But that arrogance comes with an ironic twist. For the most part, the Millennials are not confident at all. Quite the opposite, they are extremely risk-averse and thin-skinned, getting hurt feelings whenever something doesn’t go their way, and “offended” by everything — a complex fueled by a woefully misguided sense of entitlement.

Sure, they are a product of their environment — helicopter parents hovering over their every move in a fairy tale attempt to sanitize everything. But like every generation before them, they have to be accountable for their own actions. Instead, they continue to reject that rite of passage.

2. As everyone knows, Duke is an elite university, accepting just 12 percent of students. The student was rejected. Fine. Join the club. But if you’re going to call the university on the carpet and insist it made a mistake, you had better have your ducks in order. There’s an old saying that arrogance isn’t arrogance if you can back it up, but in this case, she fell far short. Let’s take a look at, and correct, parts of her letter:

“This year I have been fortunate enough to receive rejection letters from the best and brightest universities in the country. With a pool of letters so diverse and accomplished I was unable to accept reject letters I would have been able to only several years ago…. despite Duke’s outstanding success in rejecting previous applicants, you simply did not meet my qualifications. Therefore, I will be attending Duke University’s 2015 freshmen class.”

The student’s appalling use of grammar unwittingly validated Duke’s decision. It’s common sense that, if you’re serious about Duke reconsidering its decision, you sure as hell better not send a poorly written letter. Duke picks the cream of the crop, so if you’re going to broadcast to the world that the Blue Devils made a mistake, you need to be perfect making your case. She wasn’t:

A. Universities are not “bright;” people are.

B. Letters cannot be “accomplished.” (And a comma is needed after “accomplished.”)

C. The rest of that sentence is not just poorly written, but completely unintelligible. If people wonder what you’re trying to communicate, you’ve already lost.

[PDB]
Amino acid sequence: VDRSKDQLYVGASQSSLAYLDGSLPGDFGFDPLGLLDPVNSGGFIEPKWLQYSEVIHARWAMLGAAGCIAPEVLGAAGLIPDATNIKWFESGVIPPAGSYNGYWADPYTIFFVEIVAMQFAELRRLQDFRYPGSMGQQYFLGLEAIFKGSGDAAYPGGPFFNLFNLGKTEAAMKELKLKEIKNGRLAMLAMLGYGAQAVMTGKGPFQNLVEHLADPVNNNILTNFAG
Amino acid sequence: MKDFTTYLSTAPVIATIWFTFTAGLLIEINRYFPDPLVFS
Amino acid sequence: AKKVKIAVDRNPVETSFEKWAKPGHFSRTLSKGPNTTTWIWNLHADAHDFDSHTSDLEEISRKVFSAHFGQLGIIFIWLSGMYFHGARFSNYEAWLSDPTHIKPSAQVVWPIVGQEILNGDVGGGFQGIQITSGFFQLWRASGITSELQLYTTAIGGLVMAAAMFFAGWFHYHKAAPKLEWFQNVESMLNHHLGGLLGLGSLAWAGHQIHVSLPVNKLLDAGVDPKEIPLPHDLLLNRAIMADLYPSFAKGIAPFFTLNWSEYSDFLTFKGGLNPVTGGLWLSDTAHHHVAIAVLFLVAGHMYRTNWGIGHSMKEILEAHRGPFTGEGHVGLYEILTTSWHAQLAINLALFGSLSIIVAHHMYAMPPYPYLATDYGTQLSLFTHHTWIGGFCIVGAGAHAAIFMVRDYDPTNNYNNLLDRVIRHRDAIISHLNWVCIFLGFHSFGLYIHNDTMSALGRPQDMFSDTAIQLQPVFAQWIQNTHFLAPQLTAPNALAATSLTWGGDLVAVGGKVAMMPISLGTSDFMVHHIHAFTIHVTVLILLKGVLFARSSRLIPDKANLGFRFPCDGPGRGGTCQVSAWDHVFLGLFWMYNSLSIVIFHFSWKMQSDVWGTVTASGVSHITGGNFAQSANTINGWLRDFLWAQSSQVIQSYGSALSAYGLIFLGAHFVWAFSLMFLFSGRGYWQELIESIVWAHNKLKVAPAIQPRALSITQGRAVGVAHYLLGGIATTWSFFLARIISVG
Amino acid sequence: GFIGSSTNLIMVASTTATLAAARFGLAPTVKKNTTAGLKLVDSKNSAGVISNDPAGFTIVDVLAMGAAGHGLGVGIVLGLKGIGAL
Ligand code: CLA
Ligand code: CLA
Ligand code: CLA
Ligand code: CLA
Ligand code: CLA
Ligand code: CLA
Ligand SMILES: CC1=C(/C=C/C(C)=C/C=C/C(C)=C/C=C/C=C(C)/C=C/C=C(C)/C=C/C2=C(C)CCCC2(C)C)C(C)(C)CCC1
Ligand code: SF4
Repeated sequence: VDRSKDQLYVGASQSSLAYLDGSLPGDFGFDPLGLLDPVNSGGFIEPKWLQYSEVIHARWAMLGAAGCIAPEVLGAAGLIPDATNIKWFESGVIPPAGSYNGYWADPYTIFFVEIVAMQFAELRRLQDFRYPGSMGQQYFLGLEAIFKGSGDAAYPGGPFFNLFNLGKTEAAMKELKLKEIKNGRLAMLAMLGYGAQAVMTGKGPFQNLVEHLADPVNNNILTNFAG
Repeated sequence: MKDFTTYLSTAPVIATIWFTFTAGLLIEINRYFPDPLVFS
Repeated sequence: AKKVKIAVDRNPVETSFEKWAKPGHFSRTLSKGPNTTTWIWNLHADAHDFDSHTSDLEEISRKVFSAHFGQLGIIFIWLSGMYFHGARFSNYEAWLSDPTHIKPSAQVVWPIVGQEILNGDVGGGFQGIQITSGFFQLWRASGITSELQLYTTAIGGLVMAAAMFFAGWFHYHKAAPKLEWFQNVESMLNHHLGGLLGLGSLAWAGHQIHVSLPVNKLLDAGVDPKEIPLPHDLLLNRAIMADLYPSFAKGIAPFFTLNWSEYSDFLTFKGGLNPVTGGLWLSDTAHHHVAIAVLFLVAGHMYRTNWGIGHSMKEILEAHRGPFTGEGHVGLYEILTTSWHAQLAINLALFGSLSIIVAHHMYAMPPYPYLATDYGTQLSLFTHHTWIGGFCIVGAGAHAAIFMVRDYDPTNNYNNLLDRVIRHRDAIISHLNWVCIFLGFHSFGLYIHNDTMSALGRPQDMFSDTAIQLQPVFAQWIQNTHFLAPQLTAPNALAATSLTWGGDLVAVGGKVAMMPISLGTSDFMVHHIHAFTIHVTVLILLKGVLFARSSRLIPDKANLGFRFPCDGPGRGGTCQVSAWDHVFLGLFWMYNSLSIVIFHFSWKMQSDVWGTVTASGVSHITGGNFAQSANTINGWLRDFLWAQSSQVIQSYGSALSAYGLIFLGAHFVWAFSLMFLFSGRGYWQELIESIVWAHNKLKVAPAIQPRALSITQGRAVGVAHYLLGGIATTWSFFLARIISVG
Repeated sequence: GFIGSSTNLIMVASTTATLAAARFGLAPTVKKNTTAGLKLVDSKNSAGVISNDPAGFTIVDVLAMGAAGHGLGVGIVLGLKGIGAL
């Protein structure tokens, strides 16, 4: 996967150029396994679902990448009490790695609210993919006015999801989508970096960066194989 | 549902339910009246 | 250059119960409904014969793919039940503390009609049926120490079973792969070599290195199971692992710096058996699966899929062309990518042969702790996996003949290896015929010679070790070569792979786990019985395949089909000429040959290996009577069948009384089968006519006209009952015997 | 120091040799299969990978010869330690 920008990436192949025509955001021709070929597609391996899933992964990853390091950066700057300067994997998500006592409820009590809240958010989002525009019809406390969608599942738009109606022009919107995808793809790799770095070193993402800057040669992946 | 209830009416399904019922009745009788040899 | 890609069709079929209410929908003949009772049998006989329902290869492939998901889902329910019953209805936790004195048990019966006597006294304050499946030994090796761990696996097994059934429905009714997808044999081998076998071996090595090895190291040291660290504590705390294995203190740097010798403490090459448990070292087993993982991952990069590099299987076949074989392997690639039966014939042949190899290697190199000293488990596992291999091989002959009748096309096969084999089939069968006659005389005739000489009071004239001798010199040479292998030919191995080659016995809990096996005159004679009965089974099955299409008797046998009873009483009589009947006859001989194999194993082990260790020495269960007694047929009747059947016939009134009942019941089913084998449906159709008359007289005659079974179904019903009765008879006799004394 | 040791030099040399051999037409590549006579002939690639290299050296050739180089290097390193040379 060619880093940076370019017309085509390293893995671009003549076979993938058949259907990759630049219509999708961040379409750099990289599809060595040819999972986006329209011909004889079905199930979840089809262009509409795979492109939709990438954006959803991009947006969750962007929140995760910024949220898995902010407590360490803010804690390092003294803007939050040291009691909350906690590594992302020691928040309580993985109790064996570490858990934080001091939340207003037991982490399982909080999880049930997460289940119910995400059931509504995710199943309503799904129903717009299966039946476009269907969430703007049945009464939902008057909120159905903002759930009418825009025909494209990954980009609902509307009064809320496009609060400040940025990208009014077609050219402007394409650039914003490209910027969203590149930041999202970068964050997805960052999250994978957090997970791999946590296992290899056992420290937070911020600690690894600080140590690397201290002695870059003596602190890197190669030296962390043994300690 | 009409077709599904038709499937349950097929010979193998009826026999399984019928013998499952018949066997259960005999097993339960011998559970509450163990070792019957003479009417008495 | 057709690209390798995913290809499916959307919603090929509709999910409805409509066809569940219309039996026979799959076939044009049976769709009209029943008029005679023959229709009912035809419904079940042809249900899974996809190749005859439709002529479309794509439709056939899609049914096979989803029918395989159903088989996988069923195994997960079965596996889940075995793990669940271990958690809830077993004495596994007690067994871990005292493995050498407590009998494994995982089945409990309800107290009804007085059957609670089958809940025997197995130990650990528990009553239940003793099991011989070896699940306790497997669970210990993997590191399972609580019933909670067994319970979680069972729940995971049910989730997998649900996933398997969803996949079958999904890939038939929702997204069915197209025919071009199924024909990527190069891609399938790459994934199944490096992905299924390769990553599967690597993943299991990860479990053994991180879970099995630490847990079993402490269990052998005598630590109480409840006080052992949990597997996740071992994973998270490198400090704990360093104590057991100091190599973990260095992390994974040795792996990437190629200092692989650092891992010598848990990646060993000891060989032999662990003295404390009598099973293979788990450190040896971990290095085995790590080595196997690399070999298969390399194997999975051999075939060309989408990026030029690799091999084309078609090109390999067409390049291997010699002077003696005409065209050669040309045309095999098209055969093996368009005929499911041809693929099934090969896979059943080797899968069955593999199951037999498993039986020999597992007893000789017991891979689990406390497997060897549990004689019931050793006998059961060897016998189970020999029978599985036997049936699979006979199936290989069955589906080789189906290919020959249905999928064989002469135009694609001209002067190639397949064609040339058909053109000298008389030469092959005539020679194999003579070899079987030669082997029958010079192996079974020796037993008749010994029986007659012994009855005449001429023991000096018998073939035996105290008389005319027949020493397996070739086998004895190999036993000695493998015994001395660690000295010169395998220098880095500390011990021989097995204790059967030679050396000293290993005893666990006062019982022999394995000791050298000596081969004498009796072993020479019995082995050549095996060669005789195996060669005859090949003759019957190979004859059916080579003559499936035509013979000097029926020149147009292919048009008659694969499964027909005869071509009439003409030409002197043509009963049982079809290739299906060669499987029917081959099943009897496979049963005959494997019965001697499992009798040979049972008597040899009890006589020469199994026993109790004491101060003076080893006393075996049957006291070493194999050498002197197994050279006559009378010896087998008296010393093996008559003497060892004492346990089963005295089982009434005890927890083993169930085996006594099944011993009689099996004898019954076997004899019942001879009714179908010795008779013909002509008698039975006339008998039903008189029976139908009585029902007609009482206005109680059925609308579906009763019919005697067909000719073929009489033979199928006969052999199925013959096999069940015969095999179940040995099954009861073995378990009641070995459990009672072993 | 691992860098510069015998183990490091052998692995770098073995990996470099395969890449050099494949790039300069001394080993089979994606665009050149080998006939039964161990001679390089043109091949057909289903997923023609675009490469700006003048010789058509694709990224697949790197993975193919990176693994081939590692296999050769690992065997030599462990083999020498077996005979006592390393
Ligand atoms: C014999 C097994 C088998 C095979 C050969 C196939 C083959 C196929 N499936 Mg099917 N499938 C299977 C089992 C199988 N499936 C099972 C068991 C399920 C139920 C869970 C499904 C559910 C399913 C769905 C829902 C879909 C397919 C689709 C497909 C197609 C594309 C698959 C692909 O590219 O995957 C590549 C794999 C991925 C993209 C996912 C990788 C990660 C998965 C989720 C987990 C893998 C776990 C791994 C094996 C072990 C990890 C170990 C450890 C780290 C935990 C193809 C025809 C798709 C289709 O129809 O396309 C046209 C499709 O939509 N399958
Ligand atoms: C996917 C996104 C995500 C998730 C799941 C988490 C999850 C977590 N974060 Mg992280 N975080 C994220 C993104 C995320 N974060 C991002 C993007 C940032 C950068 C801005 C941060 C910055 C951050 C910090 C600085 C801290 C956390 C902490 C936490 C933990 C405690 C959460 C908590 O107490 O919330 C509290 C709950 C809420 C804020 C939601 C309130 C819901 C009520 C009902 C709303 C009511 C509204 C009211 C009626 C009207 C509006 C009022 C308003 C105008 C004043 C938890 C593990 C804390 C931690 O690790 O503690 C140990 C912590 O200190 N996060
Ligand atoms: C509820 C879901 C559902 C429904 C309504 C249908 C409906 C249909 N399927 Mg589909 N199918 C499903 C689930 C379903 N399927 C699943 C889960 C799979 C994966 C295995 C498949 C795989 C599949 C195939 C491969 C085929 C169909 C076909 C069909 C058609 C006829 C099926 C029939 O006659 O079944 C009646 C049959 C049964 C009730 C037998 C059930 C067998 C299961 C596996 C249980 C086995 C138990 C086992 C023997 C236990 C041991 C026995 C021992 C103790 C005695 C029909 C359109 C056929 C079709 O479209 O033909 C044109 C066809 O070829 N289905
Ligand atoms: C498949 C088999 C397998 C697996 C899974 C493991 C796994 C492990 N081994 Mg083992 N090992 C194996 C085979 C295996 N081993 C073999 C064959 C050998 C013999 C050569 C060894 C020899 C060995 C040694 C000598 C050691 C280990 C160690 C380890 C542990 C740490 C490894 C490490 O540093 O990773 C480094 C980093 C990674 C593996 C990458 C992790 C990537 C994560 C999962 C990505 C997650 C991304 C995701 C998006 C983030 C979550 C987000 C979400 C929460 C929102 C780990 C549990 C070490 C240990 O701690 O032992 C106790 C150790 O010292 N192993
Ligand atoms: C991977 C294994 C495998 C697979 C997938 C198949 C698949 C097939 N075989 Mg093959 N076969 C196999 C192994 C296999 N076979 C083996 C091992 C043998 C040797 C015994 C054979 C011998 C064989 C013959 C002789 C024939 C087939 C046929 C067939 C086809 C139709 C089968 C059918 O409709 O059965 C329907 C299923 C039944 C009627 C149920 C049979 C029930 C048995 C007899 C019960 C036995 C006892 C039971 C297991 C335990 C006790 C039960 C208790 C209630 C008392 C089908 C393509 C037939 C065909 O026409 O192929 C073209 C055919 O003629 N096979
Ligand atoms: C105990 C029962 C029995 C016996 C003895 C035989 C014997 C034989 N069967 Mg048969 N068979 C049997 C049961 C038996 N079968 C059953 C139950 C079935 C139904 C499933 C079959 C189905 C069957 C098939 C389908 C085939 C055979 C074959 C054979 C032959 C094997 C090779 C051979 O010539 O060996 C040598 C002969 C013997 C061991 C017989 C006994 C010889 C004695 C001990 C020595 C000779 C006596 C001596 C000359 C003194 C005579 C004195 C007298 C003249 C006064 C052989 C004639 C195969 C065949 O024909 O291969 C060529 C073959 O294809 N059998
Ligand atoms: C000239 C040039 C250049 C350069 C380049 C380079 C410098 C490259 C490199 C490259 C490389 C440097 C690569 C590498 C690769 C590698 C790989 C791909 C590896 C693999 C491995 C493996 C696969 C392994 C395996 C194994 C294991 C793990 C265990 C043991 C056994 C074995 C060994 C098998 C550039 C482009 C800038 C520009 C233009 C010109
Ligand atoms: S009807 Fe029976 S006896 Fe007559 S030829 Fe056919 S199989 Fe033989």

D. A university isn’t “successful” when it rejects applicants. And the remainder of that sentence is indecipherable (why would an applicant have qualifications for being rejected?)

E. Finally, students don’t “attend” the Class of 2015; they become part of it.

Is that nitpicking? Was this all just in jest? Are we taking this too far? No.

Americans, especially students, have become horrendous communicators. Part of that is due to our failing educational system, and partly because Millennials rely on technology so much that their social and communication skills are virtually nonexistent. And if we don’t correct it at age 17, then when? At 21? When they enter the job market? And why did the media, and Duke, give this student a free pass on her grammatical errors? When her letter went “viral,” making worldwide headlines and being reposted over 100,000 times, it landed in the public square. You can’t have it both ways: basking in the attention, but not taking responsibility for shabby work. Grade: F.

3. Duke’s response also went viral. To the university’s credit, it told the girl she could appeal, but overturned rejections were rare. Fine.

But then it bowed to political correctness, playing right into the very problem Millennials have: their constant need to be stroked. The Duke letter stated, “Please know that our decision was not a judgment of you as a student or a person, but a reflection of our limited space and talented applicant pool.”

Sorry, Duke, but you got that one wrong. Of course rejecting applicants is based on who they are as students and people! There are no other criteria on which to judge! And that’s perfectly fine. It doesn’t mean rejected students are bad people or unaccomplished, but that they simply didn’t make the cut.

The student, in an email to the Huffington Post, wrote, “I just realized how much power these universities seem to have over students … Their word is the end-all, be-all. But what if it wasn’t? What if I treated them like they treated me?”

What does that even mean? Should every university, sports team and employer accept everyone who applies simply because rejecting people is exercising “power” over them? And how exactly did Duke “treat” her that merits that response? They simply said she, along with 88 percent of other applicants, didn’t make the cut. Deal with it. And if you can’t take the heat, get out of the kitchen.

That’s the real world, and rejections are a big part of life. Michael Jordan was cut from his high school basketball team. Walt Disney was fired because he had “no good ideas and lacked imagination.” Charles Darwin, Thomas Edison, Bill Gates — the list of those who faced difficult rejections but bounced back to find success is infinite.

Of course being rejected stings! It’s supposed to. What sets the Millennials apart is that they wallow in self-pity, believing they are entitled to success without doing the heavy lifting required to achieve it. What they should be doing is learning from their failures and using them as motivation to improve themselves and ultimately, prove their detractors wrong.

But that’s not happening. And until it does, the Millennial generation will keep doing the same thing over and over, and expecting a different result. As Einstein, who failed many times, said, that’s the definition of insanity.

Would the next generation please stand up?

Duke Angers Special Snowflake